Like almost everything healthy, emotional check-ins take some effort at first. They may feel odd or awkward, and that’s OK. New things take practice.
So, to help yourself practice, pick an activity you do daily, and connect your check-in to that. Set an alarm on your phone, or keep a sticky note nearby to serve as a reminder. Continue to practice. After a while, you’ll start to notice a difference, an increased level of awareness. And most importantly, a powerful opportunity to do something different.
1. Tune into your body. Your body often sends physical cues about how you’re feeling, long before your emotions fully register. And for a lot of people, the body is the easiest way to tune into what you’re feeling. Perhaps your shoulders are tense, you’re walking quicker than normal, or your heart is racing. Perhaps you’re sitting more slumped than normal, you’re talking less in a meeting, or your muscles feel heavy and tired. Notice these physical cues and let them serve as a prompt to check in with yourself.
2. Take a deep breath. Imagine how difficult it would be for a nurse to take your temperature if you were running circles around the exam room. It would be chaos. So why would you try to do an emotional check-in with your mind racing? A slow, mindful breath is one of the best things you can do for your health. Take a slow, deep breath, breathing in through your nose and out through your mouth. This helps slow your mind and reduce distractions, making it easier to focus on your emotional experience.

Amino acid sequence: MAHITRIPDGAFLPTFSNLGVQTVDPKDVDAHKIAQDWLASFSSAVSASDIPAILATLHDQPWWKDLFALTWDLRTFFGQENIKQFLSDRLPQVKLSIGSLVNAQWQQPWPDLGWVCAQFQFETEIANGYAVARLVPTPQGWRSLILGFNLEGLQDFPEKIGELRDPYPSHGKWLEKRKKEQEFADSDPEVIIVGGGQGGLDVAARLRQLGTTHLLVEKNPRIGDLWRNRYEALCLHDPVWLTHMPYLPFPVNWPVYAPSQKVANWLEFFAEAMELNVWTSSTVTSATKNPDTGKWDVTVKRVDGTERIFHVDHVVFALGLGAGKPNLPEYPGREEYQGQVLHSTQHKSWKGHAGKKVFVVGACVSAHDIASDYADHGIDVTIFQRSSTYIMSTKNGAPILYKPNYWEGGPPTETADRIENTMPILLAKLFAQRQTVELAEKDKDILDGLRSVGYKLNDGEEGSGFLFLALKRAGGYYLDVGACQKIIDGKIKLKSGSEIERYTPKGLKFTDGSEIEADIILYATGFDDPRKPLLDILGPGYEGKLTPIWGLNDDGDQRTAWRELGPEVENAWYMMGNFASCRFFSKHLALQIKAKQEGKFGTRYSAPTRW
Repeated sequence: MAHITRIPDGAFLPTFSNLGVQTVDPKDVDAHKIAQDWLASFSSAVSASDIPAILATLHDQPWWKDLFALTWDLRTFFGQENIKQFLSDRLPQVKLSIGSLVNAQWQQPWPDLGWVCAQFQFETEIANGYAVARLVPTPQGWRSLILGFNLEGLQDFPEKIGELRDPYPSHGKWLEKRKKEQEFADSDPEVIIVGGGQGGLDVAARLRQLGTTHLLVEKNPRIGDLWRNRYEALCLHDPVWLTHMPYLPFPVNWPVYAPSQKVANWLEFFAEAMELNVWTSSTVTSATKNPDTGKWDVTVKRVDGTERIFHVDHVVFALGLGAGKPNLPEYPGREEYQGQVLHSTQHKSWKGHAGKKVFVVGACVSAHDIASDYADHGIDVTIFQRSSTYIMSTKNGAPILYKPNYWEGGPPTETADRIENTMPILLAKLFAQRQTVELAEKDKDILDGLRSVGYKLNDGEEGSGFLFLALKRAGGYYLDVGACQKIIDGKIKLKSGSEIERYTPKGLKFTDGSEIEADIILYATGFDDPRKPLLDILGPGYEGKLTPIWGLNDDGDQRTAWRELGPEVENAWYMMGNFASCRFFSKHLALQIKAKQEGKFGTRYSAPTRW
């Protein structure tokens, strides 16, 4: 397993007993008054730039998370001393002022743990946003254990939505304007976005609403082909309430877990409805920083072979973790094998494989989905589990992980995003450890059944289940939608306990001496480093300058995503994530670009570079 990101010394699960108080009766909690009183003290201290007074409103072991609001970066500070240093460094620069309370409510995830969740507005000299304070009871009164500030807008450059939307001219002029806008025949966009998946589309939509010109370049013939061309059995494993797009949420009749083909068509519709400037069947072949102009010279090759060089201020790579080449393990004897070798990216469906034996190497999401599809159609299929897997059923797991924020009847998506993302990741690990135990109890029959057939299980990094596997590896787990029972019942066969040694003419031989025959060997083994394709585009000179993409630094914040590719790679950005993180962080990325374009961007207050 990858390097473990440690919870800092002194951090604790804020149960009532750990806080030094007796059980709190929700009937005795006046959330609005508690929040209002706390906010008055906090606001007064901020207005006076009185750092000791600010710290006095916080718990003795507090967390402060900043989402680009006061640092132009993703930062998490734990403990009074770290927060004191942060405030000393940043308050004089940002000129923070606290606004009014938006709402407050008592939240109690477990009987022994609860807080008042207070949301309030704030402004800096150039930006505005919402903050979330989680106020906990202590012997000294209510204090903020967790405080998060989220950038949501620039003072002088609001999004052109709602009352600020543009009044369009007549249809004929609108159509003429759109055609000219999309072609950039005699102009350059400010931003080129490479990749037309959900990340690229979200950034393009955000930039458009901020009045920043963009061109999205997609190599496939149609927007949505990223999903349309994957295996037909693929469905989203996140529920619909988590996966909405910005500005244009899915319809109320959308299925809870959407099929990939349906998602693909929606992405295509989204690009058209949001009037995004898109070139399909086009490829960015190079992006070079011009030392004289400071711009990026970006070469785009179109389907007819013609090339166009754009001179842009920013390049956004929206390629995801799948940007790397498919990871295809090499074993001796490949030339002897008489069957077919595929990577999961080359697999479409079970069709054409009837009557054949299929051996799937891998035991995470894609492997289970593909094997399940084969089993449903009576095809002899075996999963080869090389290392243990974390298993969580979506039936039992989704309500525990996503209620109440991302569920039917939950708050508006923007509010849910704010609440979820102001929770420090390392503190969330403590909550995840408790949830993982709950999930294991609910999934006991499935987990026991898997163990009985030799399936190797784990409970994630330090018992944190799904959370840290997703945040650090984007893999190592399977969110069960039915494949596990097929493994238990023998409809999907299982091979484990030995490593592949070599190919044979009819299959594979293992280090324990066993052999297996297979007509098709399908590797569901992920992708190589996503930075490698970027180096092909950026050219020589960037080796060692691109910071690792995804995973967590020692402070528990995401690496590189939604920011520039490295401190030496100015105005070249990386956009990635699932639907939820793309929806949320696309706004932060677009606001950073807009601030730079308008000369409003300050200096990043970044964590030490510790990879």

3. Ask the question. Use the simple question, “How am I feeling?” Make it even more specific by tacking on the phrase “right now” or “in this moment.” This will help focus your brain on the current moment, which is an awesome practice in mindfulness. This ensures that you can get as accurate a reading as possible. And don’t be afraid to ask this question out loud. It will help direct your attention and your thoughts to your emotional check-in.
4. Use descriptive words to capture how you feel. It’s critical when you’re describing your emotions to use detailed, specific, and nuanced words. Imagine if a physician just diagnosed you as “sick” or “achy.” Those generic terms wouldn’t help guide treatment. In the same way, it’s not helpful to do an emotional check-in and say, “I feel bad.” That is surface and vague. And you can do better. Maybe you’re feeling drained, depleted, worried, confused, distracted, hurt, rejected, judged or overwhelmed. Those words are more specific and detailed. And as I’ve said before, the more accurate the assessment, the more helpful the intervention. Get specific with your emotions.
5. Brainstorm what might be contributing to those emotions. When it comes to humans and our emotions, it’s rarely simple. And there’s rarely a clear cause. But we can often hypothesize about some contributing factors or potential explanations for the way we feel. By brainstorming some of the things that might be contributing to your emotions, you’re gaining greater insight into your experience, and this insight gives you the opportunity to make a choice about your emotions going forward. How do you want to respond? What is the most effective and powerful way to respond? With grace? Appreciation? Hope? Gratitude? You choose.
(Amy Trezona is a registered nurse with Community Health Centers of Lane County.)